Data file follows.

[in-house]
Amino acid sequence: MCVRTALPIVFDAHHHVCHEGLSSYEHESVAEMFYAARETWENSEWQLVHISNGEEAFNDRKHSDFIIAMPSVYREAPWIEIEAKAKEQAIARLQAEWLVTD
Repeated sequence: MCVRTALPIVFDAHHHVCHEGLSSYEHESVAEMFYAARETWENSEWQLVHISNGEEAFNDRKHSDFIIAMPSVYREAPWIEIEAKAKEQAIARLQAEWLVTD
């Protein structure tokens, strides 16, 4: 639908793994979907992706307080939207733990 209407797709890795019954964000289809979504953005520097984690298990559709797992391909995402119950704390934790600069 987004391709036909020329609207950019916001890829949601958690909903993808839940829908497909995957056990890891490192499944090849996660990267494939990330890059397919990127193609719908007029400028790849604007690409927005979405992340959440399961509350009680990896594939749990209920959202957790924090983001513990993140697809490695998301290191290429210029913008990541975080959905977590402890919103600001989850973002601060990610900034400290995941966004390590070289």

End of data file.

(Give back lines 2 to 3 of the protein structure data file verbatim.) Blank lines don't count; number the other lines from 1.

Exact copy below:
Amino acid sequence: MCVRTALPIVFDAHHHVCHEGLSSYEHESVAEMFYAARETWENSEWQLVHISNGEEAFNDRKHSDFIIAMPSVYREAPWIEIEAKAKEQAIARLQAEWLVTD
Repeated sequence: MCVRTALPIVFDAHHHVCHEGLSSYEHESVAEMFYAARETWENSEWQLVHISNGEEAFNDRKHSDFIIAMPSVYREAPWIEIEAKAKEQAIARLQAEWLVTD